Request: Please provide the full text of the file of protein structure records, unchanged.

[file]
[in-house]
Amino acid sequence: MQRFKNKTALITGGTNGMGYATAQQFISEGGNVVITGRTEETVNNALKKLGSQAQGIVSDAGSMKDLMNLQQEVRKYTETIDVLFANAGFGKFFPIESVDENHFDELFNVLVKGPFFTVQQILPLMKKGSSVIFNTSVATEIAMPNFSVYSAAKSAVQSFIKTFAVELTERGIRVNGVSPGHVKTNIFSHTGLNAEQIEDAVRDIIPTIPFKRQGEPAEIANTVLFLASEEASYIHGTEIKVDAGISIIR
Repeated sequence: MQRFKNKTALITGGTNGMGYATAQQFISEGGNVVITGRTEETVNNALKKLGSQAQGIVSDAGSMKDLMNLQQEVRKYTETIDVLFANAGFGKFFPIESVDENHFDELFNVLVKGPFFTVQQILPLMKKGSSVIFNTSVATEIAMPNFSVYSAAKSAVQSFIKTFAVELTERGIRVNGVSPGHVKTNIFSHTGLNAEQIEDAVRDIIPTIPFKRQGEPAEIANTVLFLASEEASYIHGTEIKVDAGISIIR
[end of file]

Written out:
[in-house]
Amino acid sequence: MQRFKNKTALITGGTNGMGYATAQQFISEGGNVVITGRTEETVNNALKKLGSQAQGIVSDAGSMKDLMNLQQEVRKYTETIDVLFANAGFGKFFPIESVDENHFDELFNVLVKGPFFTVQQILPLMKKGSSVIFNTSVATEIAMPNFSVYSAAKSAVQSFIKTFAVELTERGIRVNGVSPGHVKTNIFSHTGLNAEQIEDAVRDIIPTIPFKRQGEPAEIANTVLFLASEEASYIHGTEIKVDAGISIIR
Repeated sequence: MQRFKNKTALITGGTNGMGYATAQQFISEGGNVVITGRTEETVNNALKKLGSQAQGIVSDAGSMKDLMNLQQEVRKYTETIDVLFANAGFGKFFPIESVDENHFDELFNVLVKGPFFTVQQILPLMKKGSSVIFNTSVATEIAMPNFSVYSAAKSAVQSFIKTFAVELTERGIRVNGVSPGHVKTNIFSHTGLNAEQIEDAVRDIIPTIPFKRQGEPAEIANTVLFLASEEASYIHGTEIKVDAGISIIR